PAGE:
4.36 A number of respondents highlighted the need to be mindful of what are sometimes described as 'service generated risks' – that is to say, any increase in risk to a victim that may be caused by an intervention, in implementing protective orders. One gender-based violence and violence against women partnership noted that the scope for perpetrators of abuse to make allegations against victims with the intent of having them removed from a shared home had to be considered, while a housing respondent and an individual respondent both drew attention to what they saw as the risk that the very act of making an order against a suspected perpetrator of abuse could, in some circumstances, increase the risk of repercussions for the person at risk.
4.37 Four respondents, three of which were local authorities, raised issues relating to housing. Two of these related to the issue of joint tenancies with two local authority respondents stating that there should be reform of the Housing (Scotland) Act to enable a joint tenancy to be converted to a sole tenancy where one of the joint tenants has perpetrated domestic abuse against the other. One health, social care and social work respondent suggested that housing tribunals, rather than civil courts, could be made responsible for taking decisions on whether to make a protective order and one local authority respondent said that consideration should also be given to financial support for those remaining in the home in terms of e.g. access to universal credit and delays associated with change of circumstances.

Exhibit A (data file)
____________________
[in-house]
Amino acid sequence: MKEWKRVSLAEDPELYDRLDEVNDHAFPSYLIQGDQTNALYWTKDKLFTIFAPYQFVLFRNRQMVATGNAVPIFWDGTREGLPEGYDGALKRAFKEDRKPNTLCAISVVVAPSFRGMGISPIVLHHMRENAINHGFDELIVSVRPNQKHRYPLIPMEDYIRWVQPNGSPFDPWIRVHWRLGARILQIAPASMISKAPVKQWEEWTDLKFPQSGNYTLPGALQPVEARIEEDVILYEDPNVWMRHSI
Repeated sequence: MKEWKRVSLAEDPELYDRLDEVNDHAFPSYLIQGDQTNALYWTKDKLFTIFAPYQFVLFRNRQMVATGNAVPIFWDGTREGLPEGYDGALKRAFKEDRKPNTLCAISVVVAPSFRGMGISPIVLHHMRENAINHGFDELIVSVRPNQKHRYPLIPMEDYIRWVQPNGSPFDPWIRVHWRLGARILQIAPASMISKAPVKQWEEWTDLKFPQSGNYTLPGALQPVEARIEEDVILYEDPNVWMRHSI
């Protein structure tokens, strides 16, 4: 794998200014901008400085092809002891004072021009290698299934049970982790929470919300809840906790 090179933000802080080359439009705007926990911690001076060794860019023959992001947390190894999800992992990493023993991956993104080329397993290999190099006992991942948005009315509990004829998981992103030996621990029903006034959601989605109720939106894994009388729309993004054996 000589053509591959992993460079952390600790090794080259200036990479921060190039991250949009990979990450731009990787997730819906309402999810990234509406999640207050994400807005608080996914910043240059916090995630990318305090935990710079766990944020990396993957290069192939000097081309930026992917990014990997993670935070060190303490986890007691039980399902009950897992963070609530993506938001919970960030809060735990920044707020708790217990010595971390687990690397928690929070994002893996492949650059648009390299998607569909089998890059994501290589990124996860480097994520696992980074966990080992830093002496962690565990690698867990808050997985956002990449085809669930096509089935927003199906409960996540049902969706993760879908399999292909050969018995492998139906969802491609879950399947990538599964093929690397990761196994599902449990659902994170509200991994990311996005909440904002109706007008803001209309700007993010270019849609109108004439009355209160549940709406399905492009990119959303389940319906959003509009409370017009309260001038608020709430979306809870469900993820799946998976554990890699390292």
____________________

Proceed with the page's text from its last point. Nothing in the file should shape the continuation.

4.38 A number of other matters were raised by a small number of respondents (three or fewer) in answering this question. These included the need for an awareness raising strategy to ensure those at risk knew that they could approach the police about having an order put in place, issues relating to the right to appeal a court's decision on an application for a protective order, the need for monitoring and evaluation of how any scheme put in place works in practice, the importance of considering the particular issues facing male and LGBT victims of domestic abuse, as they considered that they can be overlooked given the focus on women in heterosexual relationships when developing policy on domestic abuse, and a suggestion that a 'domestic abuse register', similar to the so-called 'sex offenders register' could assist in tackling domestic abuse.